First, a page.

If an Equity actor would like to show that they can do more than Falstaff at a rep theatre in Vineland, it ain’t gonna happen unless there is a showcase option. It is very difficult for an equity actor to make connections with new theatre artists when it’s prohibitive to work together. The incredible scope of shows during the Fringe is great barometer of how much is going in the city. But while the Fringe drums up the most coverage, just looking at the listings on any given weekend reveals an incredible variety of theatrical productions.

And let’s be clear, Equity showcases do not replace paying gigs. In New York, where there are more dues paying Equity actors than anywhere on earth, not to mention more theatre actors period, it would be easy to refuse such a provision, and those small theatre companies would have no problem casting their shows without Equity (which is true here, too). In other words, Equity could (technically) afford to be intransient. Yet they have created this provision and with good reason. Showcases are about exposure, honing one’s craft, and collaborating with your fellow theatre artists. Financial bounty will never be found in Equity showcase performances either in lost pay or the company’s coiffures, and that is not the intention of them in the first place. They would never have been a paying Equity gig, and the rules of the New York showcase are designed for small scale productions.

We need to position Philadelphia as an important center of theatre, which means we also need to enable all of our theatre artists to work together. If they benefit from it in New York, where the numbers dwarf our own (in Equity gigs, Equity actors, and non-Equity folks), we will surely benefit from it here.

So what do we do? The first thing that needs to happen is that people need to start discussing the matter (and educating themselves on the showcase model), and engaging as many Equity actors (who would ultimately be the ones to vote for such a provision–the deciders as George Bush might say), theatre companies, theatre artists, foundations, theatrical organizations as possible in the discussion, as well as the local chapter of Equity and perhaps the national Equity HQ as well. If the Philadelphia Theatre Alliance, for instance, would like to score big in helping grow our theatre community, this would be a huge coup. Certainly the 26-member board, made up of representatives from major theatres and theatrical organizations in the area, would be a strong group to spearhead the issue. To get an Equity showcase status for Philadelphia would be a proclamation that we are a city that produces new theatre, that we are progressing the art form, and that the future of theatre is happening on our streets.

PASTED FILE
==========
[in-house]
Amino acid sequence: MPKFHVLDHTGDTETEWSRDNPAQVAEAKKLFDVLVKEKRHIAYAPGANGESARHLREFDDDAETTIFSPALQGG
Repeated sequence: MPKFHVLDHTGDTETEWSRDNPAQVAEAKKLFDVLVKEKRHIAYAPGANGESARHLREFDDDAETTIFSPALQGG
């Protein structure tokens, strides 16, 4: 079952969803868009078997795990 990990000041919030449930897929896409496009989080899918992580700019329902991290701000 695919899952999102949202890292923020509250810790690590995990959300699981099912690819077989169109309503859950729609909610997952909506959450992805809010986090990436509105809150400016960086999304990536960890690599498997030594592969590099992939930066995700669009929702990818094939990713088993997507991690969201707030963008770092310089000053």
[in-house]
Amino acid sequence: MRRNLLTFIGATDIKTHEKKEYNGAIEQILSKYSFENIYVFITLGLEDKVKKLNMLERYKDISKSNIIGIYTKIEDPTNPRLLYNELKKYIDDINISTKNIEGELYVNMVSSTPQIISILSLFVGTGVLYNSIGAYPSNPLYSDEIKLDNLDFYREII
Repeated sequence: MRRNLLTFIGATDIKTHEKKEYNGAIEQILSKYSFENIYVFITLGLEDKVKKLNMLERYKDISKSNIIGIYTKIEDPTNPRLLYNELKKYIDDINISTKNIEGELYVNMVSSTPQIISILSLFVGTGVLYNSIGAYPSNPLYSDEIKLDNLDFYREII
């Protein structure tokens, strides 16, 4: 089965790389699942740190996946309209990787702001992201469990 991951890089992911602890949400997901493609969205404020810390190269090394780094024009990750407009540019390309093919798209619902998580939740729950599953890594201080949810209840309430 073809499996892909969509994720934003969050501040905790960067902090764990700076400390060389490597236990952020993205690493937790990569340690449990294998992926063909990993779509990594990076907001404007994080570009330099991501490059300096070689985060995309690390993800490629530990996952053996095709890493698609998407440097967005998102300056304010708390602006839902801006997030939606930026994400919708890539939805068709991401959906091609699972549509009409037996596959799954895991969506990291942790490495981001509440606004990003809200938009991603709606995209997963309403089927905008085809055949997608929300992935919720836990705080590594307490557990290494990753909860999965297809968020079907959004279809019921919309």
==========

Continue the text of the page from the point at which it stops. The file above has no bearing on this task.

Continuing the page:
Published by the Philadelphia Performing Arts Authority

P.S. There is of course one big problem in an honest discussion—namely, theatre companies and equity actors are put in the position of having said they lied about things like “producer” credits even though your local Equity officers may have been looking away in the classic plausible deniability fashion. And the only ones open to punishment are the actors themselves (by possibly losing Equity status)—though I doubt that would happen for unprovable past transgressions, it is always in play for future shows on the model that now exists. Getting bogged down in past sins would not be beneficial for the discussion, and this should be about the future.

P.P.S. I am not arguing that showcases will save America, and a lot of the above points to the poverty of our profession. This is really about creative advancement (and its relation to financial realities). We do need to work on the financial advancement part (particularly outside the realm of charitable giving), but that is another article.

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About the author

Josh McIlvain

Josh McIlvain is the artistic director of SmokeyScout Productions which he co-founded in 2008 with Deborah Crocker (to whom he is also married!). He has had more than 115 productions of some 70 plays throughout the U.S., including more than 38 New York City productions. Josh is also the leader of the rock collective Josh McIlvain & The Generals of Sexcop (listen to the hot tracks at sxcp.bandcamp.com!), the editor/publisher of Philly Fiction (collections of short stories set in Philadelphia and written by local writers), and the editor of the FringeArts booklet and blog.